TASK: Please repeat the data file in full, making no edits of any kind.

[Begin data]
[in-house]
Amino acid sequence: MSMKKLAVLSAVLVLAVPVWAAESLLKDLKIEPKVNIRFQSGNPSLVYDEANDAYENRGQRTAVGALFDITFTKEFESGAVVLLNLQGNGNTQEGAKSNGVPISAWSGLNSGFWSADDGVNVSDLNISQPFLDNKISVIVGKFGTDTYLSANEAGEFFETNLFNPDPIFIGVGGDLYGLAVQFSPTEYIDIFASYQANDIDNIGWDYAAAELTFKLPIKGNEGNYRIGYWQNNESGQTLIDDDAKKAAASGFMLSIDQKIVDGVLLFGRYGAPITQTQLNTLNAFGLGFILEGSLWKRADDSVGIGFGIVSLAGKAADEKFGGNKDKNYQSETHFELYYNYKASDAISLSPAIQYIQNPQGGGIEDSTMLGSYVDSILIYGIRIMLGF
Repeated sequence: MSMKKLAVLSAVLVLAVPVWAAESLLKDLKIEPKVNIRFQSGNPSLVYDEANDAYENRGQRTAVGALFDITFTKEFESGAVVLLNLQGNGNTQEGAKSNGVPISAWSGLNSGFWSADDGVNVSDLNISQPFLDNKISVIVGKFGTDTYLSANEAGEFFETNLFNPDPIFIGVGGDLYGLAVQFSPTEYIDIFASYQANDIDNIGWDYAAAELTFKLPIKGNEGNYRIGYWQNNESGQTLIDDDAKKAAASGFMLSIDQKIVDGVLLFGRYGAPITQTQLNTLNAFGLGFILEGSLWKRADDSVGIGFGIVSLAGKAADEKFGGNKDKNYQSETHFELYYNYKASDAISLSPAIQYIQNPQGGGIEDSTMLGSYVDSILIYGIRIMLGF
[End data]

[in-house]
Amino acid sequence: MSMKKLAVLSAVLVLAVPVWAAESLLKDLKIEPKVNIRFQSGNPSLVYDEANDAYENRGQRTAVGALFDITFTKEFESGAVVLLNLQGNGNTQEGAKSNGVPISAWSGLNSGFWSADDGVNVSDLNISQPFLDNKISVIVGKFGTDTYLSANEAGEFFETNLFNPDPIFIGVGGDLYGLAVQFSPTEYIDIFASYQANDIDNIGWDYAAAELTFKLPIKGNEGNYRIGYWQNNESGQTLIDDDAKKAAASGFMLSIDQKIVDGVLLFGRYGAPITQTQLNTLNAFGLGFILEGSLWKRADDSVGIGFGIVSLAGKAADEKFGGNKDKNYQSETHFELYYNYKASDAISLSPAIQYIQNPQGGGIEDSTMLGSYVDSILIYGIRIMLGF
Repeated sequence: MSMKKLAVLSAVLVLAVPVWAAESLLKDLKIEPKVNIRFQSGNPSLVYDEANDAYENRGQRTAVGALFDITFTKEFESGAVVLLNLQGNGNTQEGAKSNGVPISAWSGLNSGFWSADDGVNVSDLNISQPFLDNKISVIVGKFGTDTYLSANEAGEFFETNLFNPDPIFIGVGGDLYGLAVQFSPTEYIDIFASYQANDIDNIGWDYAAAELTFKLPIKGNEGNYRIGYWQNNESGQTLIDDDAKKAAASGFMLSIDQKIVDGVLLFGRYGAPITQTQLNTLNAFGLGFILEGSLWKRADDSVGIGFGIVSLAGKAADEKFGGNKDKNYQSETHFELYYNYKASDAISLSPAIQYIQNPQGGGIEDSTMLGSYVDSILIYGIRIMLGF